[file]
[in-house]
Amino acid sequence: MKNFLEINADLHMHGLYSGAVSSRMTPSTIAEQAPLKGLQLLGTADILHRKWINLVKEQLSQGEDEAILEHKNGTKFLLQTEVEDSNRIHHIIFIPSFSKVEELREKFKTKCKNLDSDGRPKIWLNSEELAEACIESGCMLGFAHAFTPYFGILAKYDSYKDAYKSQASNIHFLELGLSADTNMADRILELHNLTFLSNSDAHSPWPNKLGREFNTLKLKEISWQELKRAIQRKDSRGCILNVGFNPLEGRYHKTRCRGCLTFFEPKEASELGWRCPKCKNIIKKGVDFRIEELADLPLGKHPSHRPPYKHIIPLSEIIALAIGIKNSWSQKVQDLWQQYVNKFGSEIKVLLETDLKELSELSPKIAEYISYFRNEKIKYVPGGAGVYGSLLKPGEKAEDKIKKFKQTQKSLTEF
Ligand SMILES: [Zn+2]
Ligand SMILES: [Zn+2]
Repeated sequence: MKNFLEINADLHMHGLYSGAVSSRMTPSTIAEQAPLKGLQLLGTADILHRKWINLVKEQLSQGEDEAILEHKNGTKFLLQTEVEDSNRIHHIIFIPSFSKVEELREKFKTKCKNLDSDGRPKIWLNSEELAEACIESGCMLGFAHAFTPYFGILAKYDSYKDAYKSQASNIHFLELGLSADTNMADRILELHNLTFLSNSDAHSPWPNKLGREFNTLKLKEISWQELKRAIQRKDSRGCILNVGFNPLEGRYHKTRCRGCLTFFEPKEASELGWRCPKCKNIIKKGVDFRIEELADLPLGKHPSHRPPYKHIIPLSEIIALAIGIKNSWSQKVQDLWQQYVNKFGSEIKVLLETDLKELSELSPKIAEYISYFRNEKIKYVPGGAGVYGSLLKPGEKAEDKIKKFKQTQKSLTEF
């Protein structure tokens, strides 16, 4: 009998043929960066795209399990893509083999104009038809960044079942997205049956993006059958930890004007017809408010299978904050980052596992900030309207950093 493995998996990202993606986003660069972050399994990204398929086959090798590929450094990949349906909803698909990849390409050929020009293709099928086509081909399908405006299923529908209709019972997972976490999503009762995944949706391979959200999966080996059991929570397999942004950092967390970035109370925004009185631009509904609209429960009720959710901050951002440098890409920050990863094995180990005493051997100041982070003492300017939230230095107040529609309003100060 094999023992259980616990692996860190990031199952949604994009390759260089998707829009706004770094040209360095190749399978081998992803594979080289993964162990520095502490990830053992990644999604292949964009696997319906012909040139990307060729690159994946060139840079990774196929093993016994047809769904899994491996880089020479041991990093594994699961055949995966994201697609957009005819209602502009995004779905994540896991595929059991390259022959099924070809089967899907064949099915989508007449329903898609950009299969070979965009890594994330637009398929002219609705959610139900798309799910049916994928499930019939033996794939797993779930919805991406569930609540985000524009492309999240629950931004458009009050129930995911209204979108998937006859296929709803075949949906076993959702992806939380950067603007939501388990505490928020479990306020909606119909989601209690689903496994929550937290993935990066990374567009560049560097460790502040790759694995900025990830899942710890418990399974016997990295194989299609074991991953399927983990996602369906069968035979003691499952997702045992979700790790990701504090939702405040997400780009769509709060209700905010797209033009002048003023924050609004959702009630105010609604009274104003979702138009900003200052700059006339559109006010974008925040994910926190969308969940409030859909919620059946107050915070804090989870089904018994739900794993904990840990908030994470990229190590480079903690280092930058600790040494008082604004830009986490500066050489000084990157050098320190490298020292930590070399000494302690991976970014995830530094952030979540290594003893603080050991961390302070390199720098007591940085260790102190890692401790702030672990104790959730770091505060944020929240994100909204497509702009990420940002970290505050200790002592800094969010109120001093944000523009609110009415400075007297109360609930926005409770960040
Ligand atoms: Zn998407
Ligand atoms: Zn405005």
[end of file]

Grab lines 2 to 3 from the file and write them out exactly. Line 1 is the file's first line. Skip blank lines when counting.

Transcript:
Amino acid sequence: MKNFLEINADLHMHGLYSGAVSSRMTPSTIAEQAPLKGLQLLGTADILHRKWINLVKEQLSQGEDEAILEHKNGTKFLLQTEVEDSNRIHHIIFIPSFSKVEELREKFKTKCKNLDSDGRPKIWLNSEELAEACIESGCMLGFAHAFTPYFGILAKYDSYKDAYKSQASNIHFLELGLSADTNMADRILELHNLTFLSNSDAHSPWPNKLGREFNTLKLKEISWQELKRAIQRKDSRGCILNVGFNPLEGRYHKTRCRGCLTFFEPKEASELGWRCPKCKNIIKKGVDFRIEELADLPLGKHPSHRPPYKHIIPLSEIIALAIGIKNSWSQKVQDLWQQYVNKFGSEIKVLLETDLKELSELSPKIAEYISYFRNEKIKYVPGGAGVYGSLLKPGEKAEDKIKKFKQTQKSLTEF
Ligand SMILES: [Zn+2]